Guitar Equipment and Accessories Bellingham WA

Having the right guitar equipment and accessories makes a difference. The longer you have been playing the more you know this is true. Serious musicians search for the best knowing it will intensify sound quality. Music is meant to be shared in Bellingham, WA. Experienced personnel at guitar shops around Bellingham can help you find what you are looking for to create the sounds and effects you desire to make. Below you will find local dealers for all of your guitar’s needs including guitar capo, pickups, strings, picks, cables, support, amplifiers, tuner pedals, cases, cables, effects and more.

Pacific Rim Strings
(360) 734-6362
1609 Emerald Lake Way
Bellingham, WA
Types of Instruments Sold
Guitars & Fretted Instruments

Data Provided by:
Harris Ave Music
(360) 676-8742
1138 N State St
Bellingham, WA
Types of Instruments Sold
Band & Orchestral, Guitars & Fretted Instruments, Print Music

Data Provided by:
Rawlings Music Co Inc
(360) 647-9435
3030 Northwest Ave
Bellingham, WA
Types of Instruments Sold
Acoustic Piano, Digital Piano, Electronic Keyboard, Band & Orchestral, Drums & Percussion, Sound Reinforcement, Guitars & Fretted Instruments

Data Provided by:
Hugo Helmer Music Co
(360) 757-0270
1025 Goldenrod Road
Burlington, WA
Types of Instruments Sold
Digital Piano, Electronic Keyboard, Band & Orchestral, Drums & Percussion, Sound Reinforcement, Recording Equipment, Guitars & Fretted Instruments, Print Music, DJ Equipment

Data Provided by:
MICRO RADIAN INSTRUMENTS
(360) 752-9900
485 W HORTON RD
Bellingham, WA
 
Musicians Center
(360) 734-7792
2377 Erie Ter
Bellingham, WA
Types of Instruments Sold
Band & Orchestral, Drums & Percussion, Guitars & Fretted Instruments

Data Provided by:
Mojo Music
(360) 671-0614
2626 Meridian St
Bellingham, WA
Types of Instruments Sold
Digital Piano, Electronic Keyboard, Band & Orchestral, Drums & Percussion, Guitars & Fretted Instruments, Print Music

Data Provided by:
Manna Music
(800) 201-8090
703 W Holly St
Bellingham, WA
Types of Instruments Sold
Digital Piano, Electronic Keyboard, Band & Orchestral, Drums & Percussion, Sound Reinforcement, Recording Equipment, Guitars & Fretted Instruments, Print Music, DJ Equipment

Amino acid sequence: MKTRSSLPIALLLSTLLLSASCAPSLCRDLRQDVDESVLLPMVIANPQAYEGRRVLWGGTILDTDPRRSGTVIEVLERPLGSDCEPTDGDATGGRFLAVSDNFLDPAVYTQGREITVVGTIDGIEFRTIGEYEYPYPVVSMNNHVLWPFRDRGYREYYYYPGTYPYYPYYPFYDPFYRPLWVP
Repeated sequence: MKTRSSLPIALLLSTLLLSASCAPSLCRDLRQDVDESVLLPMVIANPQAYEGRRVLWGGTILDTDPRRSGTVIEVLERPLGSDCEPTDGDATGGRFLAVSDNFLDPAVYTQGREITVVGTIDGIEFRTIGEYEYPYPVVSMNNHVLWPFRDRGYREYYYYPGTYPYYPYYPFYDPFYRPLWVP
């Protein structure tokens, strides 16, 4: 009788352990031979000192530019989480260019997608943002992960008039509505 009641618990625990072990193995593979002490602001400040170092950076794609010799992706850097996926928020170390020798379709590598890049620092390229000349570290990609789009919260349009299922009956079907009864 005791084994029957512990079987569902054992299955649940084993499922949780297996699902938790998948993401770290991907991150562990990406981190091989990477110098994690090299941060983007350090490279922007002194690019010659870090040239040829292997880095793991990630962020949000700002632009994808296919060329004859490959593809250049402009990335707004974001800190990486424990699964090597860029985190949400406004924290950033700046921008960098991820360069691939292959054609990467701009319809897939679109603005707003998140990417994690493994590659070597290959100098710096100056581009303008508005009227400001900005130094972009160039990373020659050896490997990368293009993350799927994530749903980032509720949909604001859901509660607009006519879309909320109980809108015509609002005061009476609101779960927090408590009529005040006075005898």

Data Provided by:
BRUCE VREDEVOOGD
(360) 592-1106
4981 E 26TH DR
Bellingham, WA
 
MANNA MUSIC
(360) 733-0625
414 W BAKERVIEW RD STE 105
Bellingham, WA
 
Data Provided by:

13 Hard Rockin’ Half-Stacks, Guitar Player Staff

13-stackROCK AMPLIFIERS HAVE EVOLVED TO A HIGH DEGREE SINCE THE DAYS WHEN TONYIommi and Ritchie Blackmore laid the foundation for heavy rock guitar tonethrough their Laney and Marshall stacks. These English marques, along withother British and American companies such as Hiwatt, Orange, Mesa/Boogie,Peavey, and Soldano, paved the way for today’s high-gain, multi-channel heads,most of which have features that were unimaginable in the late ’60s, whenBlack Sabbath, Deep Purple, and Led Zeppelin reigned supreme. As metalbecame a style unto itself, more and more amplifier companies stepped up tomeet the demands of players who wanted heads and combos that could deliverthe two essential sonic qualities—searing sustain and massive chunk—thatare about as commonplace now as footswitchable channels, independent tonecontrols, and high-powered output stages of up to 400 watts.

Look around most any music store now and you’ll find plenty of evidencethat the quest to improve and refine the tones created by overdriven tubes andtransistors continues. In terms of features, sounds, and price, Joe Six Pack neverhad it better. Fact is, you could probably pick a new half-stack blindfolded, takeit straight to the gig, and be reasonably satisfied with its performance. To betterunderstand the state-of-the-art in rock and metal rigs, we selected 13 tube,hybrid, and solid-state multi-channel amps and put them to the test using aSchecter C-1 loaded with EMG 81-X pickups, a PRS Custom 22, a Fender EricJohnson Signature Strat, and a Gibson ’68 Black Beauty Les Paul reissue. Mostof the amps we received came with matching speaker cabinets, and the onesthat didn’t were played though a Mesa/Boogie Rectifier 4x12, a cabinet knownfor its ability to stay tight and focused at punishing volumes.

We gave all of the amps a thorough shake out to evaluate the range andcomplexity of their tones, the amount of sustain they could generate, and evenhow loud they could get. For this last test we placed a RadioShack digitalsound level meter three feet from the speaker cabinet with its mic aimedstraight on at the speakers. Using the dBA setting on the meter, we turnedeach amp up as far as possible (excessive hiss was often the only limiting factor)on one of the overdrive channels, and banged out power chords until themeter gave its verdict. Testing 13 big amps presents lots of challenges—notthe least of which was the potential for hearing damage when exposed to themrunning at full volume. So for the loudness checks we went so far as to put avideo camera on our sound level meter, and played outside the sound lab withthe door closed—a method we’d highly recommend should you decide to trythis stunt for yourself.

  • B-52 LS 100
  • Bogner Uberschall Twin Jet
  • Carvin V3
  • Diamond Decada
  • Engl Fireball 100
  • Fryette Pittbull Hundred-CL
  • Krank Krankenstein Jr.
  • Kustom Double Cross
  • Line 6 HD 147
  • Marshall MG100HFX
  • Mesa-Boogie Dual Rectifier
  • Peavey 3120
  • Ra...

Click here to read the rest of the article from Guitar Player


Guitar Player is a trademark of New Bay Media, LLC. All material published on www.guitarplayer.com is copyrighted @2009 by New Bay Media, LLC. All rights reserved